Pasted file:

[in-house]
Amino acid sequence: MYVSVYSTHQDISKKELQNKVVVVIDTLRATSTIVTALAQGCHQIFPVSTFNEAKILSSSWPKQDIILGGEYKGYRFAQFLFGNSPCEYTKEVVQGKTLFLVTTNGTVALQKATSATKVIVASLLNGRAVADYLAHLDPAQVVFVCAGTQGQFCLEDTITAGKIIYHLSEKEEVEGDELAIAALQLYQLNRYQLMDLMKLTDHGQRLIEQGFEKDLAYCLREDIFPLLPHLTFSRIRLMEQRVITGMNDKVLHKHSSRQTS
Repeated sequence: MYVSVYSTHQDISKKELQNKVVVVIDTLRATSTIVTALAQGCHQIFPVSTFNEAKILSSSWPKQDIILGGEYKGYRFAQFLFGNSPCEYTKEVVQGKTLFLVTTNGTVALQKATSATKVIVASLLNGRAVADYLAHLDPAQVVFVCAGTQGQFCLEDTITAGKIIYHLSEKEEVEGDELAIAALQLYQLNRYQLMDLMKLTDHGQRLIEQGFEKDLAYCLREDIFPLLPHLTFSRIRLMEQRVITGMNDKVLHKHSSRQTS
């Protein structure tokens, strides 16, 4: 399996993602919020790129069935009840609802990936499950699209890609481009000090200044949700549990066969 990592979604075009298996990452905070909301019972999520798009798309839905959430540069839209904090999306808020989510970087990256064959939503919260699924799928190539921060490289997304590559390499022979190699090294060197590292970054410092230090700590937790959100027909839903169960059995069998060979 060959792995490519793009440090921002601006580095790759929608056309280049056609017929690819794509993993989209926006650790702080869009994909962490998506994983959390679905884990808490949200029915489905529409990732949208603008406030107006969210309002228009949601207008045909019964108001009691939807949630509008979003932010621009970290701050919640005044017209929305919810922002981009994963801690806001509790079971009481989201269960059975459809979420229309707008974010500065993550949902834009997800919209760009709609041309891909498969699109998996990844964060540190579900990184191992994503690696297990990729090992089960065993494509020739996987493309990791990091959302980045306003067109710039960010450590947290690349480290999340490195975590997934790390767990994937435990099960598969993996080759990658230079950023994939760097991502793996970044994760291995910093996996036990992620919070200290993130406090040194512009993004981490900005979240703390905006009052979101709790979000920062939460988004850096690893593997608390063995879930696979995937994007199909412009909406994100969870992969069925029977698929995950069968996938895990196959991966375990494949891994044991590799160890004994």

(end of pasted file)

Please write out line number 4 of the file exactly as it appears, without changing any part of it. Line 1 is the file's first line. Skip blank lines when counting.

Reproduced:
């Protein structure tokens, strides 16, 4: 399996993602919020790129069935009840609802990936499950699209890609481009000090200044949700549990066969 990592979604075009298996990452905070909301019972999520798009798309839905959430540069839209904090999306808020989510970087990256064959939503919260699924799928190539921060490289997304590559390499022979190699090294060197590292970054410092230090700590937790959100027909839903169960059995069998060979 060959792995490519793009440090921002601006580095790759929608056309280049056609017929690819794509993993989209926006650790702080869009994909962490998506994983959390679905884990808490949200029915489905529409990732949208603008406030107006969210309002228009949601207008045909019964108001009691939807949630509008979003932010621009970290701050919640005044017209929305919810922002981009994963801690806001509790079971009481989201269960059975459809979420229309707008974010500065993550949902834009997800919209760009709609041309891909498969699109998996990844964060540190579900990184191992994503690696297990990729090992089960065993494509020739996987493309990791990091959302980045306003067109710039960010450590947290690349480290999340490195975590997934790390767990994937435990099960598969993996080759990658230079950023994939760097991502793996970044994760291995910093996996036990992620919070200290993130406090040194512009993004981490900005979240703390905006009052979101709790979000920062939460988004850096690893593997608390063995879930696979995937994007199909412009909406994100969870992969069925029977698929995950069968996938895990196959991966375990494949891994044991590799160890004994």